“Regarding the perception as to how citizens see us, MCIC has been following this issue for about 20 years, and to be honest, the opinion has not changed much. The division is in three parts, one third think that we are OK and that we are good. The main stereotype is that NGOs are money launderers and for 20 years we have been unfortunately explaining to them – can you accuse us of being corrupt, of stealing…but you cannot accuse us of money laundering, because the money comes from legal sources into legal accounts. MCIC has not paid in cash for 15 years, we can see who CIVIL’s donors are, you can click on those websites and see who the donors are, therefore we cannot be money launderers. Unfortunately, as NGOs we have not managed to break this stereotype”, said Aleksandar Krzalovski, Executive Director of MCIC, at CIVIL’s panel discussion titled “What is the role of civil society organizations in social-political processes?”.
“It is true that a relatively large number of funds come into our country, mainly from foreign sources. Compared to other countries, for example, Slovenia has never had foreign donations.
In our country, unfortunately or fortunately, many funds have come from foreign countries, and still do, and since we are still not negotiating with the European Union, this reinforces the stereotype of “foreign spies”.
The budgets of all NGOs together range from about 90 to 130 million annually in Macedonia. It is concentrated in about 300, 400, 500 organizations that have over 2.5 thousand euros of revenue that they have reported as such. However, a large number of civil society organization, around 6.5 thousand, along with all the undeleted ones from the previous law, a total of 15 thousand, do not have funds, do not dispose with much money, that is, they function on the principle of membership fees and similar.
There is double calculating here, namely, when the money comes to MCIC, we channel it to other organizations, and so it is considered that they have arrived in our organization and in another organization, hence the reality is around 50 to 70 million euros, which for some seem a lot of money and that is how these stereotypes keep going.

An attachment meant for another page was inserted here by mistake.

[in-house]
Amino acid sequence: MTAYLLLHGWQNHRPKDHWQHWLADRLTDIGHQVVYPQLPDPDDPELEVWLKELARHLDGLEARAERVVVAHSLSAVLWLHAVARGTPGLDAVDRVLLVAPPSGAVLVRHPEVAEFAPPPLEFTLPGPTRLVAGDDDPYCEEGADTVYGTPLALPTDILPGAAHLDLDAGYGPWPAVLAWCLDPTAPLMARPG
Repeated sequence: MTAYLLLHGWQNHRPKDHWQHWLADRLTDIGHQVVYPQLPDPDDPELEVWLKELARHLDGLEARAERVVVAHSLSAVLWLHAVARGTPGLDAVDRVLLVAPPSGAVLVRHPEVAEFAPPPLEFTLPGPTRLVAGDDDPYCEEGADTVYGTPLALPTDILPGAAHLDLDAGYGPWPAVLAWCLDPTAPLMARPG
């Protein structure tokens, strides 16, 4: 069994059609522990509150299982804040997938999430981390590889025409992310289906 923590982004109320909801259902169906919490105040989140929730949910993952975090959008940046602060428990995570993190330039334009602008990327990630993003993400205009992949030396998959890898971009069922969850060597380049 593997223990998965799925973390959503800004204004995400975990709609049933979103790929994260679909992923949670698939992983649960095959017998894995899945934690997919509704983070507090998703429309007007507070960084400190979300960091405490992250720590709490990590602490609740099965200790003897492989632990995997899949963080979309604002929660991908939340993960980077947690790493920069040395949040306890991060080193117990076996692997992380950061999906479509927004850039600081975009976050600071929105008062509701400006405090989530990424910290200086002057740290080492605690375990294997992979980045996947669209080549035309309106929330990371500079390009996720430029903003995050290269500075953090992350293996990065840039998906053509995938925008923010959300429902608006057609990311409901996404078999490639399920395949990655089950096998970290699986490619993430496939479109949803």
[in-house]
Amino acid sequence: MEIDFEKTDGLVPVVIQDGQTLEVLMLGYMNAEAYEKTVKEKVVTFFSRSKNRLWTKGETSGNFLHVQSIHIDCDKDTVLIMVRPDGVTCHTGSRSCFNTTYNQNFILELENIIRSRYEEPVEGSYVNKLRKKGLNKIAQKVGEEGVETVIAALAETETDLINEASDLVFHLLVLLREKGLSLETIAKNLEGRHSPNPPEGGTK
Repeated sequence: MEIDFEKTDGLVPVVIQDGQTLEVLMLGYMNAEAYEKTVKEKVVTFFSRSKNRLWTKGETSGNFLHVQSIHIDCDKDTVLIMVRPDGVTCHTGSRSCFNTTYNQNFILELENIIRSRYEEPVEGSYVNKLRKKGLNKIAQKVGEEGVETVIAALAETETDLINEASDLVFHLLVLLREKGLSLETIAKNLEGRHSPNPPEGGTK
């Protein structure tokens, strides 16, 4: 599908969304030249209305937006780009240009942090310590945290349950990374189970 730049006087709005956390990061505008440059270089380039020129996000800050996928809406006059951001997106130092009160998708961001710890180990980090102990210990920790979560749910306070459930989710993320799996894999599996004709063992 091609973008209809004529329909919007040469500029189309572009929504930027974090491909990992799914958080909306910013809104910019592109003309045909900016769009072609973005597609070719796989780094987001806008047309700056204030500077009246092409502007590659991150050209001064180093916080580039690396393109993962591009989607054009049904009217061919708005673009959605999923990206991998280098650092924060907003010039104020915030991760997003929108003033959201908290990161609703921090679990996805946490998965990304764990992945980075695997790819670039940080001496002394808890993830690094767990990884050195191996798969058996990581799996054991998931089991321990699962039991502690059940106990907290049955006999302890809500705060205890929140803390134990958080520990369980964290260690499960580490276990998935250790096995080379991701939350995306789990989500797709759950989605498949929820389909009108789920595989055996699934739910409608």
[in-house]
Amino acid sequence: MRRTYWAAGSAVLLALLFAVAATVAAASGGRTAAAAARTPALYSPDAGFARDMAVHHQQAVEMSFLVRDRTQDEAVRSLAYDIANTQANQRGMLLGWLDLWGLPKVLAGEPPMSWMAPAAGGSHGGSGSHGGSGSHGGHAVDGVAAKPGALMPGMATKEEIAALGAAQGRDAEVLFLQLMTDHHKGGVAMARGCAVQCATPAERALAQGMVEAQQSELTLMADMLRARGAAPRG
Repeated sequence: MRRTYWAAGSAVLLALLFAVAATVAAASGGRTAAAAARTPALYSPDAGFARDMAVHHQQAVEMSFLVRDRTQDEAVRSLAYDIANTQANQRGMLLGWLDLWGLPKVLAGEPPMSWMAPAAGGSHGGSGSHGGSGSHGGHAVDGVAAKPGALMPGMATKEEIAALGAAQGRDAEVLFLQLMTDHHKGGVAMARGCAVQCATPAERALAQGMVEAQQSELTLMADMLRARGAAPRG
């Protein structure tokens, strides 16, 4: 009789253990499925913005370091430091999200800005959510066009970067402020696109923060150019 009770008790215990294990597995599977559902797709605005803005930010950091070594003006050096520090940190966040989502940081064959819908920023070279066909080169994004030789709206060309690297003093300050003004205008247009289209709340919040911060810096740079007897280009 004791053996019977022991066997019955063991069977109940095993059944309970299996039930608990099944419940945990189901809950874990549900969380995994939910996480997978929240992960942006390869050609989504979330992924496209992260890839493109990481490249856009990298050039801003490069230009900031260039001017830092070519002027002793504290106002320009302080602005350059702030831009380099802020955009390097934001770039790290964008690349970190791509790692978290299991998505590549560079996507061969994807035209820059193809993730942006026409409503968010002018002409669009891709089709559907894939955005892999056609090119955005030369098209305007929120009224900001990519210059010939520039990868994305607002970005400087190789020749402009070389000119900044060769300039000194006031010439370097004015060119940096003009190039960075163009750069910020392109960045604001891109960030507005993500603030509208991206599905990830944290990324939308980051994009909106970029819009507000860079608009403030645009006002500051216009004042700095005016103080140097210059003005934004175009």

On the other hand, the entire contribution of the European Union to Macedonia through IPA funds is 70-80 thousand euros, which means that civil society organizations contribute similarly, but the European Union is seen as a great donor and great supporter in Macedonia’s development, and we are not.
Unfortunately, we have too many foreign sources and therefore that perception, while it should be the opposite, of all that money only 10 million euros are from the state budget. For comparison, in Serbia, 120 million euros are allocated from the state budget for the civil society sector, Croatia has 230 million euros, Slovenia is as big as us but has 300 million euros… When the state will start giving money to the civil society sector, that is when the stereotype “foreign spies” will change. Whether they will become attached to political parties, we will see when it comes to such a situation.
The state should finance NGOs, particularly those that criticize it, because that is the base of civil society in Western democracies.
The connection between civil society organizations and the citizens is lost, perhaps because we are more oriented towards the donors than the citizens, and that connection should be strengthened and nurtured and ultimately the funding to be transferred from those citizens who will see benefit from that organization.
One example from the Netherlands, the Dutch Cyclists’ Union is a 175-year-old organization formed when the first cyclists had appeared for the purpose of protecting cyclists and similar, but now everyone rides bicycles in the Netherlands and it has about 15 million members. With only 1 euro per person, that is 15 million euros just from membership fee of the organization. Their budget is much higher though, because the membership fee is not one euro. However, people saw that it benefits them and that is why it is as it is in the Netherlands, bicycles are the main means of transport, because the Union works in the interest of cyclists. We need to convey this in our work, to strengthen the relationship with the citizens for whom we exist and work, and to convey this in several years also in the financing of the very organizations”, stressed Krzalovski.
Translation: N. Cvetkovska